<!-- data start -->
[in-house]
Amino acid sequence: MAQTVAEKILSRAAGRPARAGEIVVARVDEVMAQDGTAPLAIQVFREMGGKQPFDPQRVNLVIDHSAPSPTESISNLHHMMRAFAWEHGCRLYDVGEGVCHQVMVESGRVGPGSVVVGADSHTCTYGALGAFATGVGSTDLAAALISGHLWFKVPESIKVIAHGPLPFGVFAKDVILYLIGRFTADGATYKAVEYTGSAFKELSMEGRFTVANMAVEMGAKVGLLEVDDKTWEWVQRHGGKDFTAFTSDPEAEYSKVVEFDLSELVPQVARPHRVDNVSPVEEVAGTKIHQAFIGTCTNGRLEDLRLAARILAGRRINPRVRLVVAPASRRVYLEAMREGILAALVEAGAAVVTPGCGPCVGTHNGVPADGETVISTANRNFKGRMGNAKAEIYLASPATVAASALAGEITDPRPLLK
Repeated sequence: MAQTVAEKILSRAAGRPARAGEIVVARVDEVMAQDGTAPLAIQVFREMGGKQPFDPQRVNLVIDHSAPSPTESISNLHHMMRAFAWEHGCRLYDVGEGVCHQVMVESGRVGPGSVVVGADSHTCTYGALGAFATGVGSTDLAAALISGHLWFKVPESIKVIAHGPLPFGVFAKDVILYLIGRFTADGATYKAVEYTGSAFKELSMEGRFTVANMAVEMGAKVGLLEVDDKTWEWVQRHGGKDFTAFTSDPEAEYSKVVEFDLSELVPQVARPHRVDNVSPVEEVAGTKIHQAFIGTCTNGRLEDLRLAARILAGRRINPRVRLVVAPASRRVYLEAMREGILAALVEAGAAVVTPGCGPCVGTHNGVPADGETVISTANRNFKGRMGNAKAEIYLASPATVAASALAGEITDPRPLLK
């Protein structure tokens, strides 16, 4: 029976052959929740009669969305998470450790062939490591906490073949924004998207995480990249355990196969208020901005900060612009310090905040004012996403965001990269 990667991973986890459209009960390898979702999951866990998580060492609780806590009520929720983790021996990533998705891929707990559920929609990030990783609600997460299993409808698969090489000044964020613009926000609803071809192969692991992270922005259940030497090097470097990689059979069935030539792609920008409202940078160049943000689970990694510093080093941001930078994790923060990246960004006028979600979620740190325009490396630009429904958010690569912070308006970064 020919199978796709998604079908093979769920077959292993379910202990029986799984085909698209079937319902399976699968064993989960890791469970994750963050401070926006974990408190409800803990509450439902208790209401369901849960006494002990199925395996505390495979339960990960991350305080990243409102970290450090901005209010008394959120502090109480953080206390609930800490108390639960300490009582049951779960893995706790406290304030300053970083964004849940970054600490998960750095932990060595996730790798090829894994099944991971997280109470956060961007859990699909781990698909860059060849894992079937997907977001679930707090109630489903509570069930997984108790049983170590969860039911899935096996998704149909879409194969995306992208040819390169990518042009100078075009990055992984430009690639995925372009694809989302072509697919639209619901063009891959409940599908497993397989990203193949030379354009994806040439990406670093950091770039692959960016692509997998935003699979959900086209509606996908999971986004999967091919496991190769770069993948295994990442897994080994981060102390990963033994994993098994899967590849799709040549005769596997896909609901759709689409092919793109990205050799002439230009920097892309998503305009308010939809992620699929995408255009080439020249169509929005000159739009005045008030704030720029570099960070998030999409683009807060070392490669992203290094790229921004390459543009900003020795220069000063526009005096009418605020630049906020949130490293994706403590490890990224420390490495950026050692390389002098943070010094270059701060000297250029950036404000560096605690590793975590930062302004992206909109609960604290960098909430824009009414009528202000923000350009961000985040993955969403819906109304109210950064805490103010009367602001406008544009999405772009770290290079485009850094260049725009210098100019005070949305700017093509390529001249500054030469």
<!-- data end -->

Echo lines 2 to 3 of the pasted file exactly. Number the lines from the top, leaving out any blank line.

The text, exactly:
Amino acid sequence: MAQTVAEKILSRAAGRPARAGEIVVARVDEVMAQDGTAPLAIQVFREMGGKQPFDPQRVNLVIDHSAPSPTESISNLHHMMRAFAWEHGCRLYDVGEGVCHQVMVESGRVGPGSVVVGADSHTCTYGALGAFATGVGSTDLAAALISGHLWFKVPESIKVIAHGPLPFGVFAKDVILYLIGRFTADGATYKAVEYTGSAFKELSMEGRFTVANMAVEMGAKVGLLEVDDKTWEWVQRHGGKDFTAFTSDPEAEYSKVVEFDLSELVPQVARPHRVDNVSPVEEVAGTKIHQAFIGTCTNGRLEDLRLAARILAGRRINPRVRLVVAPASRRVYLEAMREGILAALVEAGAAVVTPGCGPCVGTHNGVPADGETVISTANRNFKGRMGNAKAEIYLASPATVAASALAGEITDPRPLLK
Repeated sequence: MAQTVAEKILSRAAGRPARAGEIVVARVDEVMAQDGTAPLAIQVFREMGGKQPFDPQRVNLVIDHSAPSPTESISNLHHMMRAFAWEHGCRLYDVGEGVCHQVMVESGRVGPGSVVVGADSHTCTYGALGAFATGVGSTDLAAALISGHLWFKVPESIKVIAHGPLPFGVFAKDVILYLIGRFTADGATYKAVEYTGSAFKELSMEGRFTVANMAVEMGAKVGLLEVDDKTWEWVQRHGGKDFTAFTSDPEAEYSKVVEFDLSELVPQVARPHRVDNVSPVEEVAGTKIHQAFIGTCTNGRLEDLRLAARILAGRRINPRVRLVVAPASRRVYLEAMREGILAALVEAGAAVVTPGCGPCVGTHNGVPADGETVISTANRNFKGRMGNAKAEIYLASPATVAASALAGEITDPRPLLK